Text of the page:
Tamil Nadu’s failure to control release of water from the Mullaperiyar dam till the reservoir reached its full capacity is one of the reasons for the floods in Kerala that killed over 350 people and damaged property worth thousands of crores, the Kerala government said in the Supreme Court on Thursday.
In its affidavit, Kerala blamed the sudden release of water from the dam for the unprecedented floods. “The sudden releases from the Mullaperiyar Dam, 3rd largest reservoir in the Periyar Basin, forced us (Kerala) to release more water from the Idukki reservoir, downstream of Mullaperiyar, which is one of the causes of this deluge,” read the affidavit, filed by the chief secretary of the state, Tom Jose.
Located in the upper reaches of the Western Ghats above the Idukki reservoir, Mullaperiyar dam is being operated by the Tamil Nadu government even though it is wholly situated in Kerala. The catchment area of the Idukki reservoir is 650 sq km and the Mullaperiyar reservoir has a catchment area of 624 sq km.
The state, the affidavit stated, was managing the spate of water by controlling spill and letting a major portion of the flood waters escape to the sea by “implementing a strict operational control over the spill of the two largest reservoir systems of Idukki and Idamalayar in synchronization with eight small other reservoir systems in the Periyar basin.”
Kerala’s affidavit comes in response to a direction by the top court on August 17. The order came on a petition filed by residents of Kerala to maintain structural safety of the dam, which as per an earlier SC judgement is being overlooked by the three-member supervisory committee that was constituted on the directions of the top court in 2014.
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On August 17, the Centre informed the top court that the National Crisis Management Committee (NCMC) dealing with devastating floods in Kerala has decided to reduce water level in Mullaperiyar dam to check additional inflow to avert further disaster.
According to Kerala, the secretary, water resources, Government of Kerala, had addressed a letter to her counterpart in Tamil Nadu as well as the chairman of the supervisory committee on the Mullaperiyar dam urging the commencement of controlled releases of water. The request was made to get sufficient time to evacuate people so that they would not be hit by flash floods in their sleep. But no positive assurance was received from Tamil Nadu even after repeated requests.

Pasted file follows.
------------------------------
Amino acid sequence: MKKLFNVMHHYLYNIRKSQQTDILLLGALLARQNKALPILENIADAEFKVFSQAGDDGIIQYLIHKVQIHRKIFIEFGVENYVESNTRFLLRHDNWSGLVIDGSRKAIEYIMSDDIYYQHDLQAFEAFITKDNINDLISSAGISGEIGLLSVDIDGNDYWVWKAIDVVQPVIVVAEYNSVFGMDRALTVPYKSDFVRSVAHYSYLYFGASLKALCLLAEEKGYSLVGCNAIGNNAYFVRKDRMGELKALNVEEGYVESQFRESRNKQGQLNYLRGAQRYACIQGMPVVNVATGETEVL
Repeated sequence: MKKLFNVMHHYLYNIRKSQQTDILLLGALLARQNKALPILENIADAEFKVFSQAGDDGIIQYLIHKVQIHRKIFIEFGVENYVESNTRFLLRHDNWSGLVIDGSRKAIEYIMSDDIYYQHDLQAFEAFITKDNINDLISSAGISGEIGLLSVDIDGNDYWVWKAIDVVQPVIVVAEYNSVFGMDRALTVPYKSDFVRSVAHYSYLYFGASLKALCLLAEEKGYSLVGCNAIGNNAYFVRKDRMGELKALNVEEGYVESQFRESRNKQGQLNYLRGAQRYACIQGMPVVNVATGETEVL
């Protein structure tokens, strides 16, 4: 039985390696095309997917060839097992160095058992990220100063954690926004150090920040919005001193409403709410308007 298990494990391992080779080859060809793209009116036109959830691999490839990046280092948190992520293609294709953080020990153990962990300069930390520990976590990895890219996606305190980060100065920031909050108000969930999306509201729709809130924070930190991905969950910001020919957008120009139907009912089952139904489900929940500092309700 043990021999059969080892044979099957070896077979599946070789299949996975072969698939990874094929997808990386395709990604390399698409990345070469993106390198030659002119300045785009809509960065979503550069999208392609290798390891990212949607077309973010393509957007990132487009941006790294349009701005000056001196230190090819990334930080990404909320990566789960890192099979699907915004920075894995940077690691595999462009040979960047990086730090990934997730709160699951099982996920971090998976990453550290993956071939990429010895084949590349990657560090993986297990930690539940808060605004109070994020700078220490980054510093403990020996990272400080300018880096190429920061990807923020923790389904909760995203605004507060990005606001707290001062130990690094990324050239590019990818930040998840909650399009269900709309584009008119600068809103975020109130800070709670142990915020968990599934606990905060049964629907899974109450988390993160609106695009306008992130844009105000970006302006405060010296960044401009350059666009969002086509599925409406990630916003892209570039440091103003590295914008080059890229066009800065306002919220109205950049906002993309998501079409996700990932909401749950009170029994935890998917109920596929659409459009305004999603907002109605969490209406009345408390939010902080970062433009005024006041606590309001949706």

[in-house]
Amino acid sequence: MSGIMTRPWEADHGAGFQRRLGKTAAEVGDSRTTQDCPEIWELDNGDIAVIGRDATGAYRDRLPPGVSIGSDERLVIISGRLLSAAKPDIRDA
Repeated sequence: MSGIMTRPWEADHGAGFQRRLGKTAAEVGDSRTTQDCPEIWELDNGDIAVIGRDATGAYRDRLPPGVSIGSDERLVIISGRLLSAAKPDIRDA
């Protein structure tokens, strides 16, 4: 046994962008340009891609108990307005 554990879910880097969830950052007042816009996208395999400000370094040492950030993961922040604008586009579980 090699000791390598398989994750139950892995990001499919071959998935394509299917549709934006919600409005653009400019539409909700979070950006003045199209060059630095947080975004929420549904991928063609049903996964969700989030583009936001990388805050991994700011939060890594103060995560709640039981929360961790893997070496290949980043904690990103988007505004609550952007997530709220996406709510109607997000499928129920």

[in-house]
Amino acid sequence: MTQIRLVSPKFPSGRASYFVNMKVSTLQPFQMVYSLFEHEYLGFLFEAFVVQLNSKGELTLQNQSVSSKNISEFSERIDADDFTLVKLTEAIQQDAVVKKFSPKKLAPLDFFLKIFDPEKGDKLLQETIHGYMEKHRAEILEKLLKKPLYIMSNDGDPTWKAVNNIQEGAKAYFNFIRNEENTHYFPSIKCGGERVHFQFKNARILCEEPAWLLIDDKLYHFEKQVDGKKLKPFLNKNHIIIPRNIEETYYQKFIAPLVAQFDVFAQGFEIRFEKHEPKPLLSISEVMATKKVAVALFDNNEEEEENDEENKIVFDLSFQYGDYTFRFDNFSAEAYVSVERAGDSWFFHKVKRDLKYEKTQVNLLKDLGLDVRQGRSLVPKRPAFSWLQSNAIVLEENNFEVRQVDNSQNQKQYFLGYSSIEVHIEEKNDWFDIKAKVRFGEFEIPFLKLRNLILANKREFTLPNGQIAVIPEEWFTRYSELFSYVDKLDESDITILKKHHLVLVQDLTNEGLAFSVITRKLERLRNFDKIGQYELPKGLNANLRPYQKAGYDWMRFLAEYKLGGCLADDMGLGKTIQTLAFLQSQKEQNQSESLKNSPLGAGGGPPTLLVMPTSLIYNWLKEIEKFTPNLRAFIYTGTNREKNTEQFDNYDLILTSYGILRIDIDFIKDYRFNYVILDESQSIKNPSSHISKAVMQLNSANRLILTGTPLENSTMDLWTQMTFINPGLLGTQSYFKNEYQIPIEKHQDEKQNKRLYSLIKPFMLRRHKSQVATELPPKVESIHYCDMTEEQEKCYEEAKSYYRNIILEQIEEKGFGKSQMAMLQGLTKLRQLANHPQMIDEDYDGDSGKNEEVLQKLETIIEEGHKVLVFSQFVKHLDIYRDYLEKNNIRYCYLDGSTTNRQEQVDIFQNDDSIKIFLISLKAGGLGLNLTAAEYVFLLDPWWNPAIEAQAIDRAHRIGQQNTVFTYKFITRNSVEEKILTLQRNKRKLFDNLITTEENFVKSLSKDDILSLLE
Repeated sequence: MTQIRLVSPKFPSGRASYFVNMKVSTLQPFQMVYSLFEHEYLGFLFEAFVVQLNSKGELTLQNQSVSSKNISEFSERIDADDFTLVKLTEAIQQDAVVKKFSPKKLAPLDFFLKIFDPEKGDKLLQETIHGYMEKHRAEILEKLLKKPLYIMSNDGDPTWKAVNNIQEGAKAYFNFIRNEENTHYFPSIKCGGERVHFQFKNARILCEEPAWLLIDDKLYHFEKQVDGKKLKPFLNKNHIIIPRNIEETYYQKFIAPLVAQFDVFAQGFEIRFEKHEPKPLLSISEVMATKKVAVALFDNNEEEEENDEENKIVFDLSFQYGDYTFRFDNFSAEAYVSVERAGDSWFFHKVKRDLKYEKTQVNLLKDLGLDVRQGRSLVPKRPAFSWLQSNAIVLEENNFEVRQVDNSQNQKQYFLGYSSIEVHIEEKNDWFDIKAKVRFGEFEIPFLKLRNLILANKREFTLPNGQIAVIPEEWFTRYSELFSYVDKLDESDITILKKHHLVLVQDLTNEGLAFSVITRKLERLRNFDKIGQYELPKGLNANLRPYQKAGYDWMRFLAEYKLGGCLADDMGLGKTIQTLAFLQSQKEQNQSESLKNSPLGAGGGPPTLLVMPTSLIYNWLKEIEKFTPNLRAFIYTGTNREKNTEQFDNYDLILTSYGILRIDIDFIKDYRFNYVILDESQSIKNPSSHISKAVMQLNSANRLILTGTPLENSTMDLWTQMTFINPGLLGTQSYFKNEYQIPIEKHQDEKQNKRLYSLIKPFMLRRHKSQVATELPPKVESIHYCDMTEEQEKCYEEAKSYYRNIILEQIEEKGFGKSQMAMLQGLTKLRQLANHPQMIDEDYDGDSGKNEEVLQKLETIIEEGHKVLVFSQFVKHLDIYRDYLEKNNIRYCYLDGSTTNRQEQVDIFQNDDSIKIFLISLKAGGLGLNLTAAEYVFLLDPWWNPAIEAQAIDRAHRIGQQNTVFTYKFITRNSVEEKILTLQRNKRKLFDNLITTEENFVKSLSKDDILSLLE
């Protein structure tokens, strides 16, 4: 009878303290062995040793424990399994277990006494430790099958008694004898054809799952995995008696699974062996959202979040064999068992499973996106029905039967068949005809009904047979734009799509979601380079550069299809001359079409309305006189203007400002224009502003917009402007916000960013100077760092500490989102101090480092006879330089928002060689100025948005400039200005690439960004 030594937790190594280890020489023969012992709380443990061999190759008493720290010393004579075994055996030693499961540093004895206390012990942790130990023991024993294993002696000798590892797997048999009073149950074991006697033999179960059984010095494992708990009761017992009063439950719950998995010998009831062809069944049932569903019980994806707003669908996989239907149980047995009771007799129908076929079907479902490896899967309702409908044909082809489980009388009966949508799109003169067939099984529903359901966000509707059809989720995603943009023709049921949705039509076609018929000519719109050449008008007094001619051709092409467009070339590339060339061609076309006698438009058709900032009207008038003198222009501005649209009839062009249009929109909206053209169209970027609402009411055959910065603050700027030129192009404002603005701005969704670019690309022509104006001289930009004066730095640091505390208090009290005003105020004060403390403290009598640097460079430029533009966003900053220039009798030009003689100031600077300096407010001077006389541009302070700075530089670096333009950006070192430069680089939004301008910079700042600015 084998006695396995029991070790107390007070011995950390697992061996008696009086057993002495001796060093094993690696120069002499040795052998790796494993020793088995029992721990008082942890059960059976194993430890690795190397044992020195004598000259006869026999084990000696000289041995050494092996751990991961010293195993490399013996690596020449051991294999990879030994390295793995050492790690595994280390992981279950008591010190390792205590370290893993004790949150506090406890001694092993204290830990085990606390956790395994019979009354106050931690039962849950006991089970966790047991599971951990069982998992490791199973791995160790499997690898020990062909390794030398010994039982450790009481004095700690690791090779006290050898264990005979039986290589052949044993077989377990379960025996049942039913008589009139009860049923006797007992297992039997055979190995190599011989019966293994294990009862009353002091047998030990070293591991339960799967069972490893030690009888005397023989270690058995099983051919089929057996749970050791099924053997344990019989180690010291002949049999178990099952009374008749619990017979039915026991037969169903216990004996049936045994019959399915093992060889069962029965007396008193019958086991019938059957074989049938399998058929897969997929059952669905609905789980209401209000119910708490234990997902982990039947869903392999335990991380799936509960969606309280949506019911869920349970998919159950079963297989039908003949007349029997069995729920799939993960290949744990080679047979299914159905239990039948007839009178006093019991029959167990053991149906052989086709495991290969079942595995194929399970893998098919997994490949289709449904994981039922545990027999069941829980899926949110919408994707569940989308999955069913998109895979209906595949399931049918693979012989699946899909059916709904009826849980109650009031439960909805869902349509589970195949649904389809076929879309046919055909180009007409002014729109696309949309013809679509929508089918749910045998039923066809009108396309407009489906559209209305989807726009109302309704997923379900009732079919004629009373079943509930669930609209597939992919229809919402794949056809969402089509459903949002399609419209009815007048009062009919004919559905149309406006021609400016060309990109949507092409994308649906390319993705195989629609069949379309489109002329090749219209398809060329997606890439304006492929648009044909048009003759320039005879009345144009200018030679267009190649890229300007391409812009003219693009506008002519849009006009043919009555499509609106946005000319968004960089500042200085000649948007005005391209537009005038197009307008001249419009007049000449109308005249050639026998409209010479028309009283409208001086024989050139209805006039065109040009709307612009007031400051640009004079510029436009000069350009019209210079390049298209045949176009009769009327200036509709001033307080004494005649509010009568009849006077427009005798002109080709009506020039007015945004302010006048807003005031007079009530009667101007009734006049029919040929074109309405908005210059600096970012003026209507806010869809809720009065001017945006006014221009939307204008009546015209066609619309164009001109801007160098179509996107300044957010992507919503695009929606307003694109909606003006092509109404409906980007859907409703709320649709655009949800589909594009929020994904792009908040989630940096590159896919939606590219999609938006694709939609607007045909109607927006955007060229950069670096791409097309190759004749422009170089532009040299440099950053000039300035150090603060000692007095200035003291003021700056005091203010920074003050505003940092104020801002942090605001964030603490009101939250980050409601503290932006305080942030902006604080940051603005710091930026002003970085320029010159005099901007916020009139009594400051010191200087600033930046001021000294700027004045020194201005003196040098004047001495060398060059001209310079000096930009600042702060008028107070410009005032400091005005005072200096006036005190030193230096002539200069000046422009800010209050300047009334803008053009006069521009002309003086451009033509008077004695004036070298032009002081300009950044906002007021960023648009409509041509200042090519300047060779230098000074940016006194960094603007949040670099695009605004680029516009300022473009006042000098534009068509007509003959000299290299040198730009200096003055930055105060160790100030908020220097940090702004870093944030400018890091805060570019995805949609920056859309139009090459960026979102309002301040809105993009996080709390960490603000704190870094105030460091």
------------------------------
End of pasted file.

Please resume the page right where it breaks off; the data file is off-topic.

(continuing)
The Mullaperiyar reservoir water was suddenly discharged by opening all thirteen shutters to Idukki downstream at midnight on August 15. Discharge continued and around 9,000 cusecs of water was let out between 8 am and 1 pm and 21,450 cusecs at 2pm. The district administration was at that time frantically evacuating people from the downstream of Idukki dam.
With a view to avoid such disasters in future, Kerala has urged the top court to form a management committee that would directly report to the supervisory committee, appointed at the behest of the Supreme Court, to manage day-to-day operations of Mullaperiyar dam.
The deluge faced by Kerala was unprecedented in its recent history and it has already surpassed the devastation caused by the 1924 floods, the affidavit said. “It was now considered the most intense flood to have hit Kerala in the last 100 years as 13 of the 14 districts were affected and 774 of the total 1564 villages were inundated. Of its population of 3.48 crore, more than 54 lakhs people i.e. one-sixth of the state’s total population was directly affected by the deluge,” read the affidavit filed by the Kerala government.